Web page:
Tom Thumb (locomotive)

1830 American-built steam locomotive / From Wikipedia, the free encyclopedia

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Tom Thumb was the first American-built steam locomotive to operate on a common-carrier railroad. It was designed and constructed by Peter Cooper in 1829 to convince owners of the newly formed Baltimore and Ohio Railroad (B&O) (now CSX) to use steam engines; it was not intended to enter revenue service. It is especially remembered as a participant in a legendary race with a horse-drawn car, which the horse won after Tom Thumb suffered a mechanical failure. (See Relay, Maryland.) However, the demonstration was successful, and the railroad committed to the use of steam locomotion and held trials in the following year for a working engine.[2]:11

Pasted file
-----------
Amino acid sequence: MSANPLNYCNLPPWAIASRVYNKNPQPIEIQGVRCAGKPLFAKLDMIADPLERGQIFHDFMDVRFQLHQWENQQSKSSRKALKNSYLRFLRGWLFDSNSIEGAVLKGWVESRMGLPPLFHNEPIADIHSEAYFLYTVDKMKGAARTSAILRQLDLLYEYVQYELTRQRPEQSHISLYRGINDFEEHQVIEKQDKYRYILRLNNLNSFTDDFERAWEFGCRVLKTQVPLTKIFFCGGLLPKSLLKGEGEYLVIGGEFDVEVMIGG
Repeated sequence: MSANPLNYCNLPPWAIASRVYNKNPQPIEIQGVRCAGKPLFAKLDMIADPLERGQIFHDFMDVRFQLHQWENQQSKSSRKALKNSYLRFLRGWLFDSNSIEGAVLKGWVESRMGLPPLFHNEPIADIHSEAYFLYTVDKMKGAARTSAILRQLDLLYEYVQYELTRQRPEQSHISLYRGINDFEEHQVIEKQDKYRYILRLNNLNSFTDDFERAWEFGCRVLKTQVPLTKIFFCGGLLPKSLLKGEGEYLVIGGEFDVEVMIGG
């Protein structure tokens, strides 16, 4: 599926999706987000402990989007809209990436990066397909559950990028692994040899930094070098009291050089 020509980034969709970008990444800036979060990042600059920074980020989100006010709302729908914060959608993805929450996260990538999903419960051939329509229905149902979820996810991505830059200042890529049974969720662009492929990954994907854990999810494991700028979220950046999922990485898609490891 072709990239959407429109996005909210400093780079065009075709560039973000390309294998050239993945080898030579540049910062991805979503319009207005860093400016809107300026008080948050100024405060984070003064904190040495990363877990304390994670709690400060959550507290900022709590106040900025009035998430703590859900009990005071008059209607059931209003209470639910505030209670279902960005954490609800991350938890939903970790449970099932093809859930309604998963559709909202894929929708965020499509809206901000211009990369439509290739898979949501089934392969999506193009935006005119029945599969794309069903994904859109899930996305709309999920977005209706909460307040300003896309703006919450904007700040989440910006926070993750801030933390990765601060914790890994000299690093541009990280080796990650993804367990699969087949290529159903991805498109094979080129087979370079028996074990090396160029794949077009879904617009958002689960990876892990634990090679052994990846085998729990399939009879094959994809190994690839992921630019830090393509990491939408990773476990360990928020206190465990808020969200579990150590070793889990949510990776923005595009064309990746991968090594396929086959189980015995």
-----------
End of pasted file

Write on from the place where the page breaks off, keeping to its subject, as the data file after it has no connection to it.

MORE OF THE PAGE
Locomotives sought by the Baltimore and Ohio Railroad, 1831
Quick facts: Tom Thumb, Type and origin, Power type, Build...
Tom Thumb
A 1927 replica of Tom Thumb, the first American-built steam locomotive
Type and origin
Power typeSteam
BuilderPeter Cooper
Build date1829
Length13 ft 2+34 in (4.03 m)
Height12 ft 9 in (3.89 m)
Fuel typeanthracite coal
Boiler27 in × 66 in (690 mm × 1,680 mm)
dia × high
Cylinder size5 in × 27 in (127 mm × 686 mm)
dia × stroke
Performance figures
Power output1.4 hp (1.0 kW) horsepower[1]
OperatorsBaltimore and Ohio Railroad